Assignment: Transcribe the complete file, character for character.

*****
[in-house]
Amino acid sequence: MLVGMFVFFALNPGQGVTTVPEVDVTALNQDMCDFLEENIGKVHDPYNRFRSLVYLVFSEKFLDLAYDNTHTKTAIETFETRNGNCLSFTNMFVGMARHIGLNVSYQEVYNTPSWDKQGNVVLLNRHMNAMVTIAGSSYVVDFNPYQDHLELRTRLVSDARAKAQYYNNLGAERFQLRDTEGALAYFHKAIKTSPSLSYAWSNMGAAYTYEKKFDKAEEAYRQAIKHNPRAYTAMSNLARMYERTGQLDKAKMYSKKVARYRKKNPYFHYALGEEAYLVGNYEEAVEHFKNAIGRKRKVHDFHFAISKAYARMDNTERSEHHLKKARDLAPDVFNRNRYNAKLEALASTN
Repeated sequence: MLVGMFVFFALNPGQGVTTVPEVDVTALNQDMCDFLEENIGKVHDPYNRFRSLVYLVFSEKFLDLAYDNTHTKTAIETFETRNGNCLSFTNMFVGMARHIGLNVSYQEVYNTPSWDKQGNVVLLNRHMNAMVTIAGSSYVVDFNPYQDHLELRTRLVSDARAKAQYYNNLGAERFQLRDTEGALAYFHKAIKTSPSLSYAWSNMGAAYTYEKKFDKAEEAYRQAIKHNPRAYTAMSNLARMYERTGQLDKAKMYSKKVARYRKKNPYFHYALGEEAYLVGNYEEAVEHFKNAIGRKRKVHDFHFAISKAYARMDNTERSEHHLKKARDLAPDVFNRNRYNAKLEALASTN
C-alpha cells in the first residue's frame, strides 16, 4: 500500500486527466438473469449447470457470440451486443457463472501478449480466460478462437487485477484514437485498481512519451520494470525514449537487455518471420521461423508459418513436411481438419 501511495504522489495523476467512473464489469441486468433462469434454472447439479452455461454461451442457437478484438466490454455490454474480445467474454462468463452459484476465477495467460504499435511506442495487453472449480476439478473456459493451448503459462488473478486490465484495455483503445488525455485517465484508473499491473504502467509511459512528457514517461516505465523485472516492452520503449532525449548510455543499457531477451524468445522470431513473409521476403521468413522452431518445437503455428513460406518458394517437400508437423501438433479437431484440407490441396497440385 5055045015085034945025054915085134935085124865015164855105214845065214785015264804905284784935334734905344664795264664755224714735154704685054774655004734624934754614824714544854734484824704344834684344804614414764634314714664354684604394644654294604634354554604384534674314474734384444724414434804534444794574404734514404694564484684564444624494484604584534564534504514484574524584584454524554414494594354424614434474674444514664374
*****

[in-house]
Amino acid sequence: MLVGMFVFFALNPGQGVTTVPEVDVTALNQDMCDFLEENIGKVHDPYNRFRSLVYLVFSEKFLDLAYDNTHTKTAIETFETRNGNCLSFTNMFVGMARHIGLNVSYQEVYNTPSWDKQGNVVLLNRHMNAMVTIAGSSYVVDFNPYQDHLELRTRLVSDARAKAQYYNNLGAERFQLRDTEGALAYFHKAIKTSPSLSYAWSNMGAAYTYEKKFDKAEEAYRQAIKHNPRAYTAMSNLARMYERTGQLDKAKMYSKKVARYRKKNPYFHYALGEEAYLVGNYEEAVEHFKNAIGRKRKVHDFHFAISKAYARMDNTERSEHHLKKARDLAPDVFNRNRYNAKLEALASTN
Repeated sequence: MLVGMFVFFALNPGQGVTTVPEVDVTALNQDMCDFLEENIGKVHDPYNRFRSLVYLVFSEKFLDLAYDNTHTKTAIETFETRNGNCLSFTNMFVGMARHIGLNVSYQEVYNTPSWDKQGNVVLLNRHMNAMVTIAGSSYVVDFNPYQDHLELRTRLVSDARAKAQYYNNLGAERFQLRDTEGALAYFHKAIKTSPSLSYAWSNMGAAYTYEKKFDKAEEAYRQAIKHNPRAYTAMSNLARMYERTGQLDKAKMYSKKVARYRKKNPYFHYALGEEAYLVGNYEEAVEHFKNAIGRKRKVHDFHFAISKAYARMDNTERSEHHLKKARDLAPDVFNRNRYNAKLEALASTN
C-alpha cells in the first residue's frame, strides 16, 4: 500500500486527466438473469449447470457470440451486443457463472501478449480466460478462437487485477484514437485498481512519451520494470525514449537487455518471420521461423508459418513436411481438419 501511495504522489495523476467512473464489469441486468433462469434454472447439479452455461454461451442457437478484438466490454455490454474480445467474454462468463452459484476465477495467460504499435511506442495487453472449480476439478473456459493451448503459462488473478486490465484495455483503445488525455485517465484508473499491473504502467509511459512528457514517461516505465523485472516492452520503449532525449548510455543499457531477451524468445522470431513473409521476403521468413522452431518445437503455428513460406518458394517437400508437423501438433479437431484440407490441396497440385 5055045015085034945025054915085134935085124865015164855105214845065214785015264804905284784935334734905344664795264664755224714735154704685054774655004734624934754614824714544854734484824704344834684344804614414764634314714664354684604394644654294604634354554604384534674314474734384444724414434804534444794574404734514404694564484684564444624494484604584534564534504514484574524584584454524554414494594354424614434474674444514664374